As the strained world supply chain continues to be pushed to its limits in the aftermath of the lingering COVID-19 pandemic, one perfect storm awaits with the potential to shake an already bleak situation into a full-blown catastrophe: Holiday shopping.
Amid a global shipping crisis, a nationwide staffing shortage and a developing dearth of diesel fuel slowing down shipments on trucks, the crunch-time period of in-person holiday shopping from now until the end of the year faces many obstacles. Obstacles that could spiral into concerning levels when down-the-stretch shopping begins with Black Friday.
The nation’s labor shortage has caused increased wait times for everything from the fast food industry to accessing basic services like car repair or haircuts.
What to expect on Black Friday
Cincinnati’s Kenwood Towne Centre on Montgomery Road has pushed its hours back in anticipation of some of the challenges Black Friday could pose. The mall will be open from 9 a.m. to 9 p.m. on Black Friday rather than the normal early hours opening.
To prepare for Black Friday with staffing challenges, a number of retailers at the mall have bumped sales up early so folks can get discounts on items ahead of the one-day sale explosion, Kenwood senior general manager David Jacoby said.
“The sales have started early, just because they want to make sure they get the merchandising they need and I think people want to get what they want to get up front,” Jacoby said.
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Still, Jacoby anticipates a packed Black Friday at the Cincinnati mall and even though retail challenges exist, he expects the mall’s retailers to be equipped to handle any traffic that comes through.
“We’ll still be busy,” he said. “There will still be a lot of people that want to do the tradition Black Friday, shopping after Thanksgiving, thing.”
The mall has a designed curbside area where individuals can order something from the stores inside and have it delivered to their cars, Jacoby said. And mall Santa visits can be done in traditional fashion or through a distancing option that separates people by glass and dividers.
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Although Black Friday has the potential to exacerbate stress on low staffing this year, Steve Stivers, president of the Ohio Chamber of Commerce, predicts minimal disruption at first.
“I worry less about Black Friday, as I do December,” he said.
But as the holiday season continues, expect some more disruption, he said.
Here are some recommendations from Stivers for holiday shopping on Black Friday and beyond:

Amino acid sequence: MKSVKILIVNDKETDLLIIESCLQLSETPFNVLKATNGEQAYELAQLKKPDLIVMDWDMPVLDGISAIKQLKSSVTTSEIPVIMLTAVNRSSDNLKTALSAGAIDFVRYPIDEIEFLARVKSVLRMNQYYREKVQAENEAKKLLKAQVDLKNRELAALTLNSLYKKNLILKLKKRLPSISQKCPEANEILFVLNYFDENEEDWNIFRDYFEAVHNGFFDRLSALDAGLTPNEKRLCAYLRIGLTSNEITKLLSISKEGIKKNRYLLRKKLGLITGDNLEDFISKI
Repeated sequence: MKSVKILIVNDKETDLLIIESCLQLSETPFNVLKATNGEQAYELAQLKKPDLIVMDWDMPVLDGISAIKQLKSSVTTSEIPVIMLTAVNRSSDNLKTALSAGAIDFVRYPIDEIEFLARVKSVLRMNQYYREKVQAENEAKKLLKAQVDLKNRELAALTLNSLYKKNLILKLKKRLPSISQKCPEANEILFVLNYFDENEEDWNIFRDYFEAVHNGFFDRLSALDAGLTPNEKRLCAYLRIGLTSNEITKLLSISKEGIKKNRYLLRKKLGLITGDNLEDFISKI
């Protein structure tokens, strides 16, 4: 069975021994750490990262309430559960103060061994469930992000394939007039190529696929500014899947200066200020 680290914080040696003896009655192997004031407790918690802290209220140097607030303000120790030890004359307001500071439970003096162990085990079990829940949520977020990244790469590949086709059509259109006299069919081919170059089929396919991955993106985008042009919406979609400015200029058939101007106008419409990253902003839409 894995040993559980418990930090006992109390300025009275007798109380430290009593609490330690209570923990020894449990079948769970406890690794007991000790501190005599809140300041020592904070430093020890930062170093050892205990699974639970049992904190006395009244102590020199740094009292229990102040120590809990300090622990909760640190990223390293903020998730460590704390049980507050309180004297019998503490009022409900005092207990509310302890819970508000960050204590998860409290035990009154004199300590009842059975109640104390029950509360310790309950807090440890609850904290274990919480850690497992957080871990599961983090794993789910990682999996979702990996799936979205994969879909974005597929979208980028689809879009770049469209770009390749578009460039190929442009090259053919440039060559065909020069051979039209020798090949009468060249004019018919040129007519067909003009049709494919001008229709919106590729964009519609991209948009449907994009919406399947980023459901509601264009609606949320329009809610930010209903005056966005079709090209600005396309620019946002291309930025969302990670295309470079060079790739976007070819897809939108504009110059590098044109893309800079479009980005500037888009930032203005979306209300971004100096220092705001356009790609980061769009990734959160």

Black Friday is traditionally the kick-starter to a period of ramped-up shopping. For that reason, given some of the concerns that exist this year, Stiver suggests setting aside time to get gifts for loved ones a tad earlier than normal.
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“We started our shopping in August,” he said, speaking about his family’s shopping practices.
Shop local and through small businesses
Stivers suggests a targeted effort to shopping local this season.
While ordering gifts and products online through services such as Amazon is typically a go-to option during holiday shopping season, the global shipping difficulties can put uncertainty into arrival times.
Stivers said the situation has made it difficult to track where products are coming from in order to weigh the issues happening at those shipping locations. But small businesses who cater to a more local base of consumers often have the flexibility and personal care, he added.
“I’ve seen small businesses do amazing things that bigger organizations just don’t have the flexibility to do,” Stivers said. “I’m sure a lot of them are already looking at alternative distribution opportunities to make sure they have products.”
‘Know where the opportunities are’
Although Black Friday typically boasts the biggest sales, there are many other opportunities to score the deal you want without the hassle of a stressed supply chain throwing wrenches at your shopping experience.
Stivers suggests looking into specific stores and keeping close track of when sales are happening, particularly if they fall outside of the Black Friday blowout. Meticulous planning, he said, can help you prepare for when to leap at certain discounts and help keep your sanity in the process.
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“There are all these other opportunities now,” Stivers said. “And I would ask any shopper, any American, to avail themselves of all the opportunities, including our small businesses that live in our communities and support the local sports teams and all that.”